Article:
T-18 is a self-propelled engine-less train (similar to the Metro trains) and is energy-efficient as its coaches will be fitted with LED lights. Coaches will have automatic doors and retractable footsteps.
It will be inter-connected with fully sealed gangways along with a GPS-based Passenger Information System. It is provided with of Bio toilets.
Context: India’s second Tulip garden will be set up in Pithoragarh district at a cost of Rs 50 crore. First one is located in Srinagar of Jammu and Kashmir.
The Tulip Garden will be developed by ONGC, under its corporate social responsibility programme in over 50 hectares of forest land near Chandak hilltop.
The site was selected under the 13 districts, 13 new destinations’ scheme, to attract more tourists to the Pithoragarh district of Uttarakhand.
Context: “Atal Setu” on the Mandovi river in Goa has been inaugurated. Features of the bridge: It is 5.1-km long cable-stayed bridge connecting state capital Panaji with north Goa. The bridge is constructed by the GIDC (Goa Infrastructure Development Corporation) in collaboration with construction major Larsen and Toubro.
Mahadayi, also known as the Mandovi river, is known as a lifeline in the northern parts of Karnataka. The river originates and flows for 28 kilometer in Karnataka and goes through Maharashtra and Goa before meeting the Arabian Sea.
Context: The word Nari Shakti is chosen as the word of the Year 2018 by the Oxford dictionaries.
Why was Nari Shakti chosen? Large spike in the use of word Nari Shakti in March 2018 around the Government of India’s Nari Shakti Puraskar.
Supreme Court also upheld Nari Shakti’s prominence in 2018 with its two important decisions. One was a ban on ‘triple-talaq’ and second, the taking down of a rule that disallowed menstrual women entry to the Sabarimala temple in Kerala.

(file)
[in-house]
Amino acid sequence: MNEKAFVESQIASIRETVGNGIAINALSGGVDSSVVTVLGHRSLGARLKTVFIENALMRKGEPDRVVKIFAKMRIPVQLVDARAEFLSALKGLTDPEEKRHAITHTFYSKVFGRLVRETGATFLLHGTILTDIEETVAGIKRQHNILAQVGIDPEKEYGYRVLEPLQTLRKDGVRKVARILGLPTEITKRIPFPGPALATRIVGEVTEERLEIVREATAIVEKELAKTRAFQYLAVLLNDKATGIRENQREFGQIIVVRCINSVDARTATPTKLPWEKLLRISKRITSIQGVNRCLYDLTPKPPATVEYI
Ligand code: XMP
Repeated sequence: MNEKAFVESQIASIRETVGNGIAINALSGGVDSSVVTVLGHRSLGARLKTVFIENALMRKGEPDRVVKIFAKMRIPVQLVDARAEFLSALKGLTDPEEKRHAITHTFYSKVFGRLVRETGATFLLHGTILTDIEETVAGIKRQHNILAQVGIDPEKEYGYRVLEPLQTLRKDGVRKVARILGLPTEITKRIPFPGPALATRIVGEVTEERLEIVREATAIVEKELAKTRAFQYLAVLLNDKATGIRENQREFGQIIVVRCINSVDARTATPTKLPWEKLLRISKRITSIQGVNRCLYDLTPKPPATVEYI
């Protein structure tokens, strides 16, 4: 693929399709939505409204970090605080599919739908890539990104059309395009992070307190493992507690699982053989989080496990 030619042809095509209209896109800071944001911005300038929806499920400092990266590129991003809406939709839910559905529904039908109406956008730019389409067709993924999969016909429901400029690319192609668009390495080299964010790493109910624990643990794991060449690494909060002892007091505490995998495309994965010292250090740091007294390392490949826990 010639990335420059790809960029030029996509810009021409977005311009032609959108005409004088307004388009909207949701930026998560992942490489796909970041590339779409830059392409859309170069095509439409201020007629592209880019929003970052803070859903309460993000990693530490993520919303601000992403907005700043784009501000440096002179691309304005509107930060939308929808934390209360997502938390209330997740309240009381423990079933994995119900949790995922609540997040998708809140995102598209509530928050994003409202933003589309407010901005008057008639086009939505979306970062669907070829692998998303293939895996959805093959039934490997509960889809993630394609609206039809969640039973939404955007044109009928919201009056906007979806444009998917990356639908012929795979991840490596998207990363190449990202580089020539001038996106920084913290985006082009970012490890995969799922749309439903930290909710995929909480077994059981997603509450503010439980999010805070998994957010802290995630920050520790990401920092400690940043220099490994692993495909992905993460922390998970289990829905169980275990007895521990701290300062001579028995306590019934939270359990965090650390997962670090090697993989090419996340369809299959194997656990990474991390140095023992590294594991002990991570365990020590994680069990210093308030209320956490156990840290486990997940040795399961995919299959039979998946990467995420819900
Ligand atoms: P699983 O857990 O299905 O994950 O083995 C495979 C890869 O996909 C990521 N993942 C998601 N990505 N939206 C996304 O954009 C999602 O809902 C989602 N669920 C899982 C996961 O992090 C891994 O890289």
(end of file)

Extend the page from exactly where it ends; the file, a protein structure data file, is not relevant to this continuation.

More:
Why in News? Governor of Jammu and Kashmir has given his approval for the Kashmir Reservation (Amendment) Bill, 2014, providing reservation to the persons belonging to Pahari community of the State. The legislation is aimed at providing job opportunities to the Pahari people residing in backward areas of the State.
About Pahari community: Pahari is a linguistic group, comprising both Muslims and Hindus, and is mainly located in Poonch, Rajouri, Kupwara and Baramulla districts. Because of the remoteness and inaccessibility of the areas of their residence, the Pahari community has historically faced considerable economic distress leading to overall socio-economic backwardness.
Why in News? Two trained elephants will be used to patrol Odisha’s Satkosia Tiger Reserve. The two elephants are being brought from the Similipal Tiger Reserve. This step has been undertaken for resuming the ambitious tiger reintroduction programme in Satkosia.
About Satkosia Tiger Reserve: It was established in 1976 as a wildlife sanctuary. The area was declared as Satkosia Tiger Reserve in 2007. Satkosia is the meeting point of two bio-geographic regions of India; the Deccan Peninsula and the Eastern Ghats, contributing immense biodiversity.
Context: Ministry of Textiles will hold National Conclave on Technical Textiles in Mumbai. The event will also be a curtain raiser for Techno Tex 2019.
What are technical textiles? Technical Textiles are defined as Textile material and products manufactured primarily for their Technical performance and functional properties rather than aesthetic and decorative characteristics.
Technical textiles include textiles for automotive applications, medical textiles (e.g., implants), geotextiles (reinforcement of embankments), agrotextiles (textiles for crop protection), and protective clothing (e.g., heat and radiation protection for fire fighter clothing, molten metal protection for welders, stab protection and bulletproof vests, and spacesuits).